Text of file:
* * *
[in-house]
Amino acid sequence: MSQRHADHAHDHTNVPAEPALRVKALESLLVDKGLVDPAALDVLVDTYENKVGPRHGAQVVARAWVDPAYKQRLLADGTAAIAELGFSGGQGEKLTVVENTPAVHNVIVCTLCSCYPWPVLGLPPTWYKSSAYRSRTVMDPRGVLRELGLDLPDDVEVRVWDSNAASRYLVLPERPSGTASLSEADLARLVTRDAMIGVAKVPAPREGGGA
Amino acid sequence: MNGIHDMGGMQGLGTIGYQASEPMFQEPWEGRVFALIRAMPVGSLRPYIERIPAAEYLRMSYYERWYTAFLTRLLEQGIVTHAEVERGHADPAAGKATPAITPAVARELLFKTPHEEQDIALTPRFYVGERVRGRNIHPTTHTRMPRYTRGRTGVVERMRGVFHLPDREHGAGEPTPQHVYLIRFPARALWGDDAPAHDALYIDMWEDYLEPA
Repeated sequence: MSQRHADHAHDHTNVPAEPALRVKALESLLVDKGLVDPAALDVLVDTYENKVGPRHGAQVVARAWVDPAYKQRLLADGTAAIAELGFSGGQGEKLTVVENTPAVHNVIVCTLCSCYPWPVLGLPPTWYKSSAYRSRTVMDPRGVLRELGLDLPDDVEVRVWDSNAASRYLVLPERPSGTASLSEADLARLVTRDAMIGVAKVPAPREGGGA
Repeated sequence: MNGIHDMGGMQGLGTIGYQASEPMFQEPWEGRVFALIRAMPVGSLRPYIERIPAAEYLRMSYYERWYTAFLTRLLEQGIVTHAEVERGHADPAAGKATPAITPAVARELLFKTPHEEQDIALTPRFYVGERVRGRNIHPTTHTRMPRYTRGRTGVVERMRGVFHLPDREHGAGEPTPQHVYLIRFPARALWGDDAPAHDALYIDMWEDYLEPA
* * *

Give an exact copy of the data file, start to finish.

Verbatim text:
[in-house]
Amino acid sequence: MSQRHADHAHDHTNVPAEPALRVKALESLLVDKGLVDPAALDVLVDTYENKVGPRHGAQVVARAWVDPAYKQRLLADGTAAIAELGFSGGQGEKLTVVENTPAVHNVIVCTLCSCYPWPVLGLPPTWYKSSAYRSRTVMDPRGVLRELGLDLPDDVEVRVWDSNAASRYLVLPERPSGTASLSEADLARLVTRDAMIGVAKVPAPREGGGA
Amino acid sequence: MNGIHDMGGMQGLGTIGYQASEPMFQEPWEGRVFALIRAMPVGSLRPYIERIPAAEYLRMSYYERWYTAFLTRLLEQGIVTHAEVERGHADPAAGKATPAITPAVARELLFKTPHEEQDIALTPRFYVGERVRGRNIHPTTHTRMPRYTRGRTGVVERMRGVFHLPDREHGAGEPTPQHVYLIRFPARALWGDDAPAHDALYIDMWEDYLEPA
Repeated sequence: MSQRHADHAHDHTNVPAEPALRVKALESLLVDKGLVDPAALDVLVDTYENKVGPRHGAQVVARAWVDPAYKQRLLADGTAAIAELGFSGGQGEKLTVVENTPAVHNVIVCTLCSCYPWPVLGLPPTWYKSSAYRSRTVMDPRGVLRELGLDLPDDVEVRVWDSNAASRYLVLPERPSGTASLSEADLARLVTRDAMIGVAKVPAPREGGGA
Repeated sequence: MNGIHDMGGMQGLGTIGYQASEPMFQEPWEGRVFALIRAMPVGSLRPYIERIPAAEYLRMSYYERWYTAFLTRLLEQGIVTHAEVERGHADPAAGKATPAITPAVARELLFKTPHEEQDIALTPRFYVGERVRGRNIHPTTHTRMPRYTRGRTGVVERMRGVFHLPDREHGAGEPTPQHVYLIRFPARALWGDDAPAHDALYIDMWEDYLEPA